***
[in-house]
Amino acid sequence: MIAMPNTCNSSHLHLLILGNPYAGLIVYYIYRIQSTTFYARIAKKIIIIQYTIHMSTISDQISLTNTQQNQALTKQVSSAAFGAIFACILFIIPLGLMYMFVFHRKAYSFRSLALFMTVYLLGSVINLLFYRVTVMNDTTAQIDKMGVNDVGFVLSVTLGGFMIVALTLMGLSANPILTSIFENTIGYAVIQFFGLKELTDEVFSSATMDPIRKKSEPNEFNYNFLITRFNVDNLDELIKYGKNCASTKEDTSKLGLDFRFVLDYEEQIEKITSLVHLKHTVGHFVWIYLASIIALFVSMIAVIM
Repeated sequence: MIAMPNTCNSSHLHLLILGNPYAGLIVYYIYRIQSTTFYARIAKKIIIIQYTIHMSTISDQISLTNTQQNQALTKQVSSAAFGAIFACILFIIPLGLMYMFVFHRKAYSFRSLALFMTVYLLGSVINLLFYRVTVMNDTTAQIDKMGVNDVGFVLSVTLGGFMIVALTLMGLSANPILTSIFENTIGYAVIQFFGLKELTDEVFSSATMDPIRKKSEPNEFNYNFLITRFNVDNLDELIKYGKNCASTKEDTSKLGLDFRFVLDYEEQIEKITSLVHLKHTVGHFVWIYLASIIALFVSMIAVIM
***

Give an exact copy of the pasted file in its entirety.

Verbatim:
[in-house]
Amino acid sequence: MIAMPNTCNSSHLHLLILGNPYAGLIVYYIYRIQSTTFYARIAKKIIIIQYTIHMSTISDQISLTNTQQNQALTKQVSSAAFGAIFACILFIIPLGLMYMFVFHRKAYSFRSLALFMTVYLLGSVINLLFYRVTVMNDTTAQIDKMGVNDVGFVLSVTLGGFMIVALTLMGLSANPILTSIFENTIGYAVIQFFGLKELTDEVFSSATMDPIRKKSEPNEFNYNFLITRFNVDNLDELIKYGKNCASTKEDTSKLGLDFRFVLDYEEQIEKITSLVHLKHTVGHFVWIYLASIIALFVSMIAVIM
Repeated sequence: MIAMPNTCNSSHLHLLILGNPYAGLIVYYIYRIQSTTFYARIAKKIIIIQYTIHMSTISDQISLTNTQQNQALTKQVSSAAFGAIFACILFIIPLGLMYMFVFHRKAYSFRSLALFMTVYLLGSVINLLFYRVTVMNDTTAQIDKMGVNDVGFVLSVTLGGFMIVALTLMGLSANPILTSIFENTIGYAVIQFFGLKELTDEVFSSATMDPIRKKSEPNEFNYNFLITRFNVDNLDELIKYGKNCASTKEDTSKLGLDFRFVLDYEEQIEKITSLVHLKHTVGHFVWIYLASIIALFVSMIAVIM